RVs are unique—they’ve become a home for many and, at the very least, a home away from home for others. With that being the case, it can be a great idea to make it your own. That doesn’t mean you have to completely renovate the interior, but you can take on smaller projects that can make a world of difference.
One such project is changing up the slide-out trim that lines the interior edges of your slide-out. Generally speaking, it’s a painless process and can bring significant change. Today, we’re going to highlight five slide-out trim alternatives you may want to consider for your own RV.
If you’re unsure how to remove the trim around your RV slide-out, be sure to visit this post for tips.
Refinish: Paint or stain
Perhaps you don’t want to bother yourself with installing new trim or are looking for a nearly-free option using what you have. Well, you’re in luck. You can always refinish the current trim in your RV to bring a fresh feel to it. For this option, you can use paint or stain, depending on the existing material and the look you’re going for. Keep in mind that your trim may be made of laminate or wood veneer, rather than real wood, in which case you’ll want to paint.
If your slide-out trim has intricate detailing that will require a lot of sanding, you may want to paint it or consider the next option, which is to replace the trim altogether.
For an example of painted molding, check out the account of @RVFixerUpper on Instagram.
New trim: Paint or stain
Installing new trim is a great option if your existing slide-out trim is damaged, covered in fabric, or making your RV feel dated. If taking this approach, it’s essential to measure, measure, measure. There’s the adage, “measure twice, cut once,” and it’s one I try to live by.
You can customize the look based on the stain or color of paint you choose. Pine and cedar are popular options for new trim because they are lightweight. Going for a distressed look? You can ding and nick the wood to make it appear older.
If you decide to paint the trim, consider white as it can help the trim pieces recede into the background, thus giving the illusion of more space. While painting, you may also want to consider getting MDF cut to size as it has a smoother surface than wood and can provide a more modern look.
Side note: Depending on the length of your slide-out and the piece of trim that goes along the top, you may want to consider using two boards to cover the full distance.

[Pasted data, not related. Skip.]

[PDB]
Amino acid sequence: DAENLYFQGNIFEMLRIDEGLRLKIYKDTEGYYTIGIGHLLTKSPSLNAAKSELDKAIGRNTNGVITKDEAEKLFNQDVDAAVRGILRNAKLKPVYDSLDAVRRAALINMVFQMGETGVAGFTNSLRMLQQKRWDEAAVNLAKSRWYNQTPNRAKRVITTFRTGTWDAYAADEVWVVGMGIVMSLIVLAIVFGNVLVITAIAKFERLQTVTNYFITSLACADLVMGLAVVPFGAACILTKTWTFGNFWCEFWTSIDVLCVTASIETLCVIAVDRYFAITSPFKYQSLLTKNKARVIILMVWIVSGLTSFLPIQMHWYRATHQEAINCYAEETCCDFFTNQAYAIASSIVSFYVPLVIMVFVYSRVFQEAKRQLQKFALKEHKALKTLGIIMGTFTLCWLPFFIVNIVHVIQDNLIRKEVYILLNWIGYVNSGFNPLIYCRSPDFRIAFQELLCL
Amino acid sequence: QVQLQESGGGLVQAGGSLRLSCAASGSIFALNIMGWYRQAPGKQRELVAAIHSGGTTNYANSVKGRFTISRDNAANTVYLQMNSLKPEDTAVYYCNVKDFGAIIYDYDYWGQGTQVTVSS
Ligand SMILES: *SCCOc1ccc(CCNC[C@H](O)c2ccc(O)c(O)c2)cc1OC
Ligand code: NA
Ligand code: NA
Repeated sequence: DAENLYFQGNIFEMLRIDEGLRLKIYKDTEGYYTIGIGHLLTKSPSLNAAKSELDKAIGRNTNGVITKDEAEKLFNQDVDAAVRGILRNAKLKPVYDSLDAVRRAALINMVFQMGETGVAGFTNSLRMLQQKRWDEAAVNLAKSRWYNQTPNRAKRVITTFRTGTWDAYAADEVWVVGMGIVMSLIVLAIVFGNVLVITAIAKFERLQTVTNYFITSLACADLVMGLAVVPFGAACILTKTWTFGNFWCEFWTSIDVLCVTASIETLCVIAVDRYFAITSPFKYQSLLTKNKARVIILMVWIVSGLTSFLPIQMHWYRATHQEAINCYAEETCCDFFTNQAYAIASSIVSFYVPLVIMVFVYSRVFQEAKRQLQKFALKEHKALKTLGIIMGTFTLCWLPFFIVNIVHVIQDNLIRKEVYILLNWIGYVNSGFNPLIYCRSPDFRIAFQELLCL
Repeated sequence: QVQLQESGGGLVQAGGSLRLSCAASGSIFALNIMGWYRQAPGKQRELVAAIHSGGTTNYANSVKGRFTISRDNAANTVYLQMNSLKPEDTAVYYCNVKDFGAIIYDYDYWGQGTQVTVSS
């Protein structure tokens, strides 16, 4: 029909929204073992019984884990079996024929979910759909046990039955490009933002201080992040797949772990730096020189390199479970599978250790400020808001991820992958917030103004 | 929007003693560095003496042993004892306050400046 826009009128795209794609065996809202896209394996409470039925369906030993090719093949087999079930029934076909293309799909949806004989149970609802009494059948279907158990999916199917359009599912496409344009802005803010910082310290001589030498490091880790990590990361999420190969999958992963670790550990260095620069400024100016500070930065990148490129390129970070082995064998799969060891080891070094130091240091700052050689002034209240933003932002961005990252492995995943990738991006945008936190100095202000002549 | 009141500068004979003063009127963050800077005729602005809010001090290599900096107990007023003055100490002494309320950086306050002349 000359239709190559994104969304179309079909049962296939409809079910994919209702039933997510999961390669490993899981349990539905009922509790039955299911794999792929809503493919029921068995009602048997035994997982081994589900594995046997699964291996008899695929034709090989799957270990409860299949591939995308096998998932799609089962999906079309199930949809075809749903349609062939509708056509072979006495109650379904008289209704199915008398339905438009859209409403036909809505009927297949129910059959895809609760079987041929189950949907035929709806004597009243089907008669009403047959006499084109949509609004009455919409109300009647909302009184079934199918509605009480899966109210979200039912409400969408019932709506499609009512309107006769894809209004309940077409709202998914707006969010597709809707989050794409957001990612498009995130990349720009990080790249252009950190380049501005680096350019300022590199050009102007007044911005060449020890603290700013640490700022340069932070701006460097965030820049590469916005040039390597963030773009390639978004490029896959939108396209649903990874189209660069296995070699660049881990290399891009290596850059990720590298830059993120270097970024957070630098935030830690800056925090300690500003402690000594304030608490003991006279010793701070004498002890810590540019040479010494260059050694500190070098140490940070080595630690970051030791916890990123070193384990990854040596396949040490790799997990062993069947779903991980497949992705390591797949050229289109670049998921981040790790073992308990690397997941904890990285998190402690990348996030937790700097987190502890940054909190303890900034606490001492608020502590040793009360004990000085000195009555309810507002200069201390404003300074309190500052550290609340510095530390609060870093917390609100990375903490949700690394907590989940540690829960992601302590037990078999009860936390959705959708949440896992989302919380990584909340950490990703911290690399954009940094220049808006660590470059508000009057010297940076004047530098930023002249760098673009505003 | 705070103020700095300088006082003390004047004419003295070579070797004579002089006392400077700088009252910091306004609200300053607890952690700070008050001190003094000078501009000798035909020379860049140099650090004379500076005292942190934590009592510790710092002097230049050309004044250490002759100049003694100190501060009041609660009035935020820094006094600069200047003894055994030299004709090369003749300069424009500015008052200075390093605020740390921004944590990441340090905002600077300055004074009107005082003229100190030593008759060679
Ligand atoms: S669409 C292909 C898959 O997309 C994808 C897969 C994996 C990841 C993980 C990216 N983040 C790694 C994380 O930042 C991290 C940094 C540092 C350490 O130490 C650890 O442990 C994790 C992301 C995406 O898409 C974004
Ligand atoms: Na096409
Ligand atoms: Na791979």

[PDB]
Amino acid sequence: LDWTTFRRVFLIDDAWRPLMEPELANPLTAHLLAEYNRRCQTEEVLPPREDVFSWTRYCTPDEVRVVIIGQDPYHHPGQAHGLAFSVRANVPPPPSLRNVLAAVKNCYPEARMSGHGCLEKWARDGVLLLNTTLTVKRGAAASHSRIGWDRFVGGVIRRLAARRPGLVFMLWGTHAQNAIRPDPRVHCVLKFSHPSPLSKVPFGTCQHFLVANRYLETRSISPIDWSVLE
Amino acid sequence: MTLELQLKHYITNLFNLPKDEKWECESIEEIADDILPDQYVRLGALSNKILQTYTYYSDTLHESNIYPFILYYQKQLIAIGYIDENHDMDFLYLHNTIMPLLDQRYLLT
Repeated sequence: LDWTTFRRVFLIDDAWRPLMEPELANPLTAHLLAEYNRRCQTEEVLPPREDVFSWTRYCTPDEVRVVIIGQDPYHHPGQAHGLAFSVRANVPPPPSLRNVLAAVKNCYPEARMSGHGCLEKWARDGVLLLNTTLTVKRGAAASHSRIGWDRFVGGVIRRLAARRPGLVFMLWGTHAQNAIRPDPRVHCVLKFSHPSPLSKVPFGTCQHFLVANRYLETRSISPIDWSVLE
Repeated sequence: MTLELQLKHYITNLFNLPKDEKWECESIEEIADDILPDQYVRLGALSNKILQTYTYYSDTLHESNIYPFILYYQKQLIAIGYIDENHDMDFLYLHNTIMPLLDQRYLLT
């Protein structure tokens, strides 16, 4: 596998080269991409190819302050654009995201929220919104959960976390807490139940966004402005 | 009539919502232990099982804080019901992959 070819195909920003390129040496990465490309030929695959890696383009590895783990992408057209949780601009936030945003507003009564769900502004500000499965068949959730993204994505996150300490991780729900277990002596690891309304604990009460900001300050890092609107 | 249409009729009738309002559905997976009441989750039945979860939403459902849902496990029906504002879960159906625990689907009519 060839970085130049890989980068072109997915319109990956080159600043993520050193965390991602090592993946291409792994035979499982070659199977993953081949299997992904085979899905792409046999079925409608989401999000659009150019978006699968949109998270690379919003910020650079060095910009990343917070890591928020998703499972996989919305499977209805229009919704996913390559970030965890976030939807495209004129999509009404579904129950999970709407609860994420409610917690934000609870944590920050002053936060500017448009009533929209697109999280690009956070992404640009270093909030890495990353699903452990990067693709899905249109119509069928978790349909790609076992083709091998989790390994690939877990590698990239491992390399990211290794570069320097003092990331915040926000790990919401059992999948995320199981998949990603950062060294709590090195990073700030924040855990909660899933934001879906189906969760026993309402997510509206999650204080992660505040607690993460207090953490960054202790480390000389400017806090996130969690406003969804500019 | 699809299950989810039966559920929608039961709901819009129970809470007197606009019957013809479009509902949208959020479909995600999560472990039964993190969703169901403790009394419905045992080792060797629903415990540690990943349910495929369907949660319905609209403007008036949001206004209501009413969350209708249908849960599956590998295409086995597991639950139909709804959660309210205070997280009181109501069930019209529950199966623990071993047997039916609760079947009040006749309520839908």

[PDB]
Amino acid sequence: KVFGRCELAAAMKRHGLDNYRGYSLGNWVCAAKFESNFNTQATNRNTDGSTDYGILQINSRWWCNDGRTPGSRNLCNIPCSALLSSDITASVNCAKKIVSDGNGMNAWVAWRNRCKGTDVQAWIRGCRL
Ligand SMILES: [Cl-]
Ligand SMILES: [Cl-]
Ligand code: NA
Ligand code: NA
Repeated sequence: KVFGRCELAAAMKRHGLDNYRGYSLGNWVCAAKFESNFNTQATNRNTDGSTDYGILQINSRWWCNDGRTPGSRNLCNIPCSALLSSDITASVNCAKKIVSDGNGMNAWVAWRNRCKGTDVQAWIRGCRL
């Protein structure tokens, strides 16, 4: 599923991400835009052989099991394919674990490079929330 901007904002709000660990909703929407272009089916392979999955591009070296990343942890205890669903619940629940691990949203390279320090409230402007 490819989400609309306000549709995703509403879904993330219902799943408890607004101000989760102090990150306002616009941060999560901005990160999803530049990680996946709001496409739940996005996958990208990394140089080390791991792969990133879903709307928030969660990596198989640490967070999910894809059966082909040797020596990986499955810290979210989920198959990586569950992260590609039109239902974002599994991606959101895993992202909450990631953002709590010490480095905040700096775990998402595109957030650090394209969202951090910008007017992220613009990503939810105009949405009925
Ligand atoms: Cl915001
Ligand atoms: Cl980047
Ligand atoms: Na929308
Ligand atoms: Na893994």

For an example of painted MDF, check out this post on Instagram from @KarleeMarsh.
Reclaimed or salvaged wood
This is my favorite option and the one we used in our RV. By adding reclaimed or salvaged wood, you can bring in history and style that’s hard to replicate with new wood. Our inspiration for this look came from reading nooks framed by rustic barn wood found in mountain homes.
Sometimes reclaimed or salvaged wood can be a bit thick and therefore too heavy for an RV— don’t worry, though, there are options. We had our wood milled down so it would be thin enough to use, and we couldn’t be happier. Often, the sawmills where you find your wood will mill it down for you for an extra fee. If they can’t, I’d suggest searching for woodshops close to your location.
Faux wood beams
Thought you couldn’t have wood beams in your tiny home on wheels? Think again! While real wood beams are extremely heavy (and expensive), faux beams are a great alternative because they’re hollow, which saves on weight. There are many different options to making your own, including incorporating painted MDF trim for the sides, which can help save even more weight.
For an example of faux wood beams, check out this post on Instagram from @r.maria.fuller.
Decorative millwork details
Adding decorative millwork to your slide-out trim can help add depth and personal style to your RV. You can add decorative elements such as corbels, which are basically arches or brackets that can be installed in the corners of your slide-out. Corbels are available in a variety of styles—from traditional to rustic to modern. You can purchase brand new ones, find vintage options at architectural salvage shops, or create your own. Either way, adding this decorative element can help bring that little bit of character you’re looking for.
I hope these RV slide-out trim alternatives give you some ideas for your own rig. Remember to always keep your RV protected with Progressive. To learn more about comprehensive RV coverage, click here.